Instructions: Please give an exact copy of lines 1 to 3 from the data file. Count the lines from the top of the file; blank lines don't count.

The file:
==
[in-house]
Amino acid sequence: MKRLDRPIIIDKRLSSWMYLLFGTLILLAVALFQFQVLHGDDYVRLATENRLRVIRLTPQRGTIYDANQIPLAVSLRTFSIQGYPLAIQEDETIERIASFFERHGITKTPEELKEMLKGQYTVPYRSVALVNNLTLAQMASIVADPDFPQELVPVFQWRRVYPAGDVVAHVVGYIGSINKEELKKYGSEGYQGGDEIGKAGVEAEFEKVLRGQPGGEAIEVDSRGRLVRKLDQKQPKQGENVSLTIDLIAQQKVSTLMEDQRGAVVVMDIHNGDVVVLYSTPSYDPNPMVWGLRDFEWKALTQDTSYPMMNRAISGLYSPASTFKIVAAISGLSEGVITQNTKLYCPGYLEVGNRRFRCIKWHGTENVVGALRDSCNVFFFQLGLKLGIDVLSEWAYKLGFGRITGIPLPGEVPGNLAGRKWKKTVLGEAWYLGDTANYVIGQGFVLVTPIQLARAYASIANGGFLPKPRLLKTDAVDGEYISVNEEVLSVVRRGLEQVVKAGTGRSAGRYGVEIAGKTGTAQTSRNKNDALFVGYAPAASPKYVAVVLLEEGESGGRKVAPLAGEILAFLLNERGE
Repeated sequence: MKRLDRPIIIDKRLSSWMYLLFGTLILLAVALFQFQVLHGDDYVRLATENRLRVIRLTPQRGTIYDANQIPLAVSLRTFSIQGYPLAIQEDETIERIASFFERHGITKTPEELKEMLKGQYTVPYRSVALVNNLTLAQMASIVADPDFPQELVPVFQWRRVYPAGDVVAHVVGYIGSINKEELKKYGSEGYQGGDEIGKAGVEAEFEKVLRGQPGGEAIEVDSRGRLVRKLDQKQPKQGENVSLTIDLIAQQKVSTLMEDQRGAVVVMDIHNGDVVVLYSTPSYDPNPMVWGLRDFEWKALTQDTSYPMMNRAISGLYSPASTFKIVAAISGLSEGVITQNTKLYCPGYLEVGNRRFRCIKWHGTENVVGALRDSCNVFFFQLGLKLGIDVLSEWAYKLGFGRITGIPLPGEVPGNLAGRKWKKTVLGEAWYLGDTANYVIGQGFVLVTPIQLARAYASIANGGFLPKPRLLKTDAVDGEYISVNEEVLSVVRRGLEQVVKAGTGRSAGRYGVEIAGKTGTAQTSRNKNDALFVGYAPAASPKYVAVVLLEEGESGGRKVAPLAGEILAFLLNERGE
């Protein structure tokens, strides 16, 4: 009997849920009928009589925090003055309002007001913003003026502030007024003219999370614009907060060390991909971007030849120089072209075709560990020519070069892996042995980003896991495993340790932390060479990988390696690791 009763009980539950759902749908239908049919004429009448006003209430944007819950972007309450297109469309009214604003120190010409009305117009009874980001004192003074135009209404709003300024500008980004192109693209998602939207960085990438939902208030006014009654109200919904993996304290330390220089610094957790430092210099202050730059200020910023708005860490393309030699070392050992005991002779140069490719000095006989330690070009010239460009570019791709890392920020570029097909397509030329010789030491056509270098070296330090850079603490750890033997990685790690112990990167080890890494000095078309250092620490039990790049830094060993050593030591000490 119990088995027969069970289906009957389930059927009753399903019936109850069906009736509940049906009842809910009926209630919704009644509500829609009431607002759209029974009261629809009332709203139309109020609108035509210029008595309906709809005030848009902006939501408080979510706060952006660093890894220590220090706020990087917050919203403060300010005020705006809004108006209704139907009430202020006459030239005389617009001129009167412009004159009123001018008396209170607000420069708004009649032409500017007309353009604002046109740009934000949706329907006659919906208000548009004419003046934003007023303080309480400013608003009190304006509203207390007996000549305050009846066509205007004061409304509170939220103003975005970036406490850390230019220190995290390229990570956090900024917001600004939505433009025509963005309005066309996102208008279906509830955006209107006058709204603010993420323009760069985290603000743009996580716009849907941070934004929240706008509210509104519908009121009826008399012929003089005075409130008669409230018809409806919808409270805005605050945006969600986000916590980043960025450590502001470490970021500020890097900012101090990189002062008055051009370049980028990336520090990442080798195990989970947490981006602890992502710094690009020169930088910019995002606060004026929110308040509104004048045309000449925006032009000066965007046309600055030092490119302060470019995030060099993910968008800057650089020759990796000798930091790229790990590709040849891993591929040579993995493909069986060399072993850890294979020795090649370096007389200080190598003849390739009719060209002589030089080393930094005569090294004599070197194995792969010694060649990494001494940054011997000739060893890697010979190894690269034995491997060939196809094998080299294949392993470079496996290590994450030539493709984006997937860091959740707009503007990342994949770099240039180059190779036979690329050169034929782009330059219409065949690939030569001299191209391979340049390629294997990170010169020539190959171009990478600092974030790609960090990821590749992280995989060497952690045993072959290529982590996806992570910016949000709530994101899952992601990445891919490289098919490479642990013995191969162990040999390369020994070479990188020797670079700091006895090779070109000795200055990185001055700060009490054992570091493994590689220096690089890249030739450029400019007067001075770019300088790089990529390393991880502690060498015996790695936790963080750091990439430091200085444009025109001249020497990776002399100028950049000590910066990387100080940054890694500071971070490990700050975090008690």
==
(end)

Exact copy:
[in-house]
Amino acid sequence: MKRLDRPIIIDKRLSSWMYLLFGTLILLAVALFQFQVLHGDDYVRLATENRLRVIRLTPQRGTIYDANQIPLAVSLRTFSIQGYPLAIQEDETIERIASFFERHGITKTPEELKEMLKGQYTVPYRSVALVNNLTLAQMASIVADPDFPQELVPVFQWRRVYPAGDVVAHVVGYIGSINKEELKKYGSEGYQGGDEIGKAGVEAEFEKVLRGQPGGEAIEVDSRGRLVRKLDQKQPKQGENVSLTIDLIAQQKVSTLMEDQRGAVVVMDIHNGDVVVLYSTPSYDPNPMVWGLRDFEWKALTQDTSYPMMNRAISGLYSPASTFKIVAAISGLSEGVITQNTKLYCPGYLEVGNRRFRCIKWHGTENVVGALRDSCNVFFFQLGLKLGIDVLSEWAYKLGFGRITGIPLPGEVPGNLAGRKWKKTVLGEAWYLGDTANYVIGQGFVLVTPIQLARAYASIANGGFLPKPRLLKTDAVDGEYISVNEEVLSVVRRGLEQVVKAGTGRSAGRYGVEIAGKTGTAQTSRNKNDALFVGYAPAASPKYVAVVLLEEGESGGRKVAPLAGEILAFLLNERGE
Repeated sequence: MKRLDRPIIIDKRLSSWMYLLFGTLILLAVALFQFQVLHGDDYVRLATENRLRVIRLTPQRGTIYDANQIPLAVSLRTFSIQGYPLAIQEDETIERIASFFERHGITKTPEELKEMLKGQYTVPYRSVALVNNLTLAQMASIVADPDFPQELVPVFQWRRVYPAGDVVAHVVGYIGSINKEELKKYGSEGYQGGDEIGKAGVEAEFEKVLRGQPGGEAIEVDSRGRLVRKLDQKQPKQGENVSLTIDLIAQQKVSTLMEDQRGAVVVMDIHNGDVVVLYSTPSYDPNPMVWGLRDFEWKALTQDTSYPMMNRAISGLYSPASTFKIVAAISGLSEGVITQNTKLYCPGYLEVGNRRFRCIKWHGTENVVGALRDSCNVFFFQLGLKLGIDVLSEWAYKLGFGRITGIPLPGEVPGNLAGRKWKKTVLGEAWYLGDTANYVIGQGFVLVTPIQLARAYASIANGGFLPKPRLLKTDAVDGEYISVNEEVLSVVRRGLEQVVKAGTGRSAGRYGVEIAGKTGTAQTSRNKNDALFVGYAPAASPKYVAVVLLEEGESGGRKVAPLAGEILAFLLNERGE